Research for the Full Crypto-Taxidermical Index

2010

 

concrete, wax, latex, cotton wool, Ceiba insignis fruits, dry grass, soil, salt, wood, glass, metal, fluorescent lightbulb, dry coral, crab arm, porcupine quill, dry seaweed, avocado pits, cement, dry beetroot, empty silkworm chrysalis, resin, acrylic, pigments, dry leaves, aquarium, water, oxygen stone, Acrilan, Plasticine, Birch plywood

 

 250 x 240 x 165 cm

 

The work was made for the occasion of the exhibition Shelf Life, 2010, Haifa Museum of Art

Curators: Tami Katz-Freiman and Rotem Ruff

 

Cabinets of Wonder in Contemporary Art: From Astonishment to Disenchantment, 2012, Herzliya Museum of Contemporary Art

Curators: Dalia Levin, Daria Kaufmann and Ghila Limon

 

Photos: Elad Sarig

 

Double spread at NY Arts magazine, fall issue, 2010

 

NY Arts magazine, fall issue, 2010 (web version)

 

Review at Midnight East, Angela Levine, 1.3.10

 

Review at The Jerusalem Post, Art section, Graham Lawson, 26.10.12

 

Review at Midnight East, Angela Levine, 13.9.12

 

Review at Haaretz, Culture & Literature supplement, Uzi Tsur (Hebrew), 11.10.12

 

 

Curator's text (Shelf Life): 

 

Tomer Sapir's collections constitute a kind of creative incubator, crowding his studio like a metaphorical subconscious or lexicon of images. These collections undermine familiar systems of classification that distinguish between nature and culture. His work Research for the Full Crypto-Taxidermical Index (2010) highlights the twilight zone between these two categories, fosters ambiguity and questions other prevalent dichotomies such as those between good and evil, male and female, life and death. The hybrids that fill the display cabinets in this work, just as theyfill the shelves in Sapir's studio, are mutations suspended between the organic and the artificial, the seductive and the threatening. Alongside strange objects composed of plant-like substances are fossils, silkworm chrysalises, porcupine quills, stones and rotten, cracked fruit pits. It is impossible to know whether these artifacts were gathered in nature, or whether they are bodily organs or painstakingly created artificial imitations. Like an alchemist in his lab, Sapir examines the overlapping of biological and synthetic elements and attempts to come up with the chemical formula for combining them. His collecting revolves around the gathering of various types of objects that are integrated into his sculptural works, while undermining nature and melding life and still life, reality and imagination. The arrangement of his "collection" in drawers and cabinets is reminiscent of natural history, pre-history or archeology museum displays, yet the absence of a classificatory principle and the intentional deceptiveness undermine any attempt at coherence or order. The term "crypto-taxidermy" alludes to the embalming of animals that do not actually exist, such as a cross between a rabbit and an antelope; it further underscores the suspension of Sapir's work in the twilight zone between nature and artifice - the habitat of mythological, imaginary and cloned creatures.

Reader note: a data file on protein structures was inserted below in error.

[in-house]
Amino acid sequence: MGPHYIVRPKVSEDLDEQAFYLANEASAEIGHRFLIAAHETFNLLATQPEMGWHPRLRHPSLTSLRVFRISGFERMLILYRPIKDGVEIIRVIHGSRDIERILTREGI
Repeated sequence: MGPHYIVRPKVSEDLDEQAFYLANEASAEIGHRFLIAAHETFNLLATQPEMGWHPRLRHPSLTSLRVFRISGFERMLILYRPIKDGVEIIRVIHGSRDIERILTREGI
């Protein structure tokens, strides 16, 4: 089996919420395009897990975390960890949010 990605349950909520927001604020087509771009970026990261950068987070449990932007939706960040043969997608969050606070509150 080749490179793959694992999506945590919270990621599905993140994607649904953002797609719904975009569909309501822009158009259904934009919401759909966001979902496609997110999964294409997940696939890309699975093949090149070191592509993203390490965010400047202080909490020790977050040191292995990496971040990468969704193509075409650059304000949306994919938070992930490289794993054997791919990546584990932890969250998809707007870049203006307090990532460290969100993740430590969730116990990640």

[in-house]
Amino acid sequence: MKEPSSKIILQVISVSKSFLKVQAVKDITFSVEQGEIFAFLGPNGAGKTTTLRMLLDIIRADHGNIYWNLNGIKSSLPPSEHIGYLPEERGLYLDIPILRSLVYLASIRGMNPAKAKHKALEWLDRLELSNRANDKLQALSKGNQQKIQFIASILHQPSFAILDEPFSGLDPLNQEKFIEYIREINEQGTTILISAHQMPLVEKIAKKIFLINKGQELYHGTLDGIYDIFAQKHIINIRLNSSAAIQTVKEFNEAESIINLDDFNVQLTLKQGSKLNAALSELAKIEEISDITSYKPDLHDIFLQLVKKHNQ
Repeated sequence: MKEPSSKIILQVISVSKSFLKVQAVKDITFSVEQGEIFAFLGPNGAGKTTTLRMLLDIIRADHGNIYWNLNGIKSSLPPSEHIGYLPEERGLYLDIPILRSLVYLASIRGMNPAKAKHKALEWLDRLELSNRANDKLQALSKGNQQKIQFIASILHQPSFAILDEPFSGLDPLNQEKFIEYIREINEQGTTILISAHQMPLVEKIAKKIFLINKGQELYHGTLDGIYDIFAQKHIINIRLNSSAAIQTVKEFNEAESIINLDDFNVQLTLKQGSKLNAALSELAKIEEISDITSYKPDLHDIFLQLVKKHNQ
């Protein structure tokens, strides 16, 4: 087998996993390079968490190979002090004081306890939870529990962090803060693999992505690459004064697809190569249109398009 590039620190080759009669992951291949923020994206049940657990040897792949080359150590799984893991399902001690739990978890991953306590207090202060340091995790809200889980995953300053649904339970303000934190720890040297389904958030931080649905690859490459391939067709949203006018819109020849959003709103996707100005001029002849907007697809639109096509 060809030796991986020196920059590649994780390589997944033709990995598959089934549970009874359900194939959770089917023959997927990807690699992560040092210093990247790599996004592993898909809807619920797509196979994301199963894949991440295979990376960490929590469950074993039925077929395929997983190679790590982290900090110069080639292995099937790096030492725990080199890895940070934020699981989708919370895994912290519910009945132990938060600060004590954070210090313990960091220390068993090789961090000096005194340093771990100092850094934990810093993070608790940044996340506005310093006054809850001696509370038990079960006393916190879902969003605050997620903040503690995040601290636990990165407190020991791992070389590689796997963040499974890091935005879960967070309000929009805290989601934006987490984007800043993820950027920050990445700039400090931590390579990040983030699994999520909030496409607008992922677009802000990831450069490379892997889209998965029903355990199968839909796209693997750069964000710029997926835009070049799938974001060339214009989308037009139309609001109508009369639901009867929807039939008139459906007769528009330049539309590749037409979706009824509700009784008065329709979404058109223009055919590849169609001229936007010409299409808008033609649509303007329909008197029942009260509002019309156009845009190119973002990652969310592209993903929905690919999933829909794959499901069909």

Tami Katz-Freiman

 

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